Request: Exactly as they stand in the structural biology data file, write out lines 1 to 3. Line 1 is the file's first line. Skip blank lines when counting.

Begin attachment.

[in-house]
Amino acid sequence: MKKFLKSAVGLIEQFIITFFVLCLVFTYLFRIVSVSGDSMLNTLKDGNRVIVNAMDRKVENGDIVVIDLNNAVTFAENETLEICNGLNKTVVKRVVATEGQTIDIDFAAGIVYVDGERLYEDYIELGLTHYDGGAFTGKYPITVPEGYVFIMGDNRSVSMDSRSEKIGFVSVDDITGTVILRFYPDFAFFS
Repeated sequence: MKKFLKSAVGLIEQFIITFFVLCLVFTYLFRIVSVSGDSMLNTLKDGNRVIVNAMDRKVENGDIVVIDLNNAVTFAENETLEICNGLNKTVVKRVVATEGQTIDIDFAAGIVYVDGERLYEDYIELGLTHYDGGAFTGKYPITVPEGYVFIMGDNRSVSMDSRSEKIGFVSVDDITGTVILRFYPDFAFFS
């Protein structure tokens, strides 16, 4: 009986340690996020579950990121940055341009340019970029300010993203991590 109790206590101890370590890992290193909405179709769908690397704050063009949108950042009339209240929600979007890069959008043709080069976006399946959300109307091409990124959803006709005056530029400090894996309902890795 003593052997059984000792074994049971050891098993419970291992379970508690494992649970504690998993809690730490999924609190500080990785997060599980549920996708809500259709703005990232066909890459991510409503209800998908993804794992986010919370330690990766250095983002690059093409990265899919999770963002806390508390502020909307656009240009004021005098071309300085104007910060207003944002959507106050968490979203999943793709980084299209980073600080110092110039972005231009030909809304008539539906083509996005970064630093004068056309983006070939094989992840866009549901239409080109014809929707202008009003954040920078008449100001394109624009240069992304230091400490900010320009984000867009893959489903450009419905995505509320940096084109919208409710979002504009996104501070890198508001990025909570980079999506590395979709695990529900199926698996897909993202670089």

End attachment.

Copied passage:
[in-house]
Amino acid sequence: MKKFLKSAVGLIEQFIITFFVLCLVFTYLFRIVSVSGDSMLNTLKDGNRVIVNAMDRKVENGDIVVIDLNNAVTFAENETLEICNGLNKTVVKRVVATEGQTIDIDFAAGIVYVDGERLYEDYIELGLTHYDGGAFTGKYPITVPEGYVFIMGDNRSVSMDSRSEKIGFVSVDDITGTVILRFYPDFAFFS
Repeated sequence: MKKFLKSAVGLIEQFIITFFVLCLVFTYLFRIVSVSGDSMLNTLKDGNRVIVNAMDRKVENGDIVVIDLNNAVTFAENETLEICNGLNKTVVKRVVATEGQTIDIDFAAGIVYVDGERLYEDYIELGLTHYDGGAFTGKYPITVPEGYVFIMGDNRSVSMDSRSEKIGFVSVDDITGTVILRFYPDFAFFS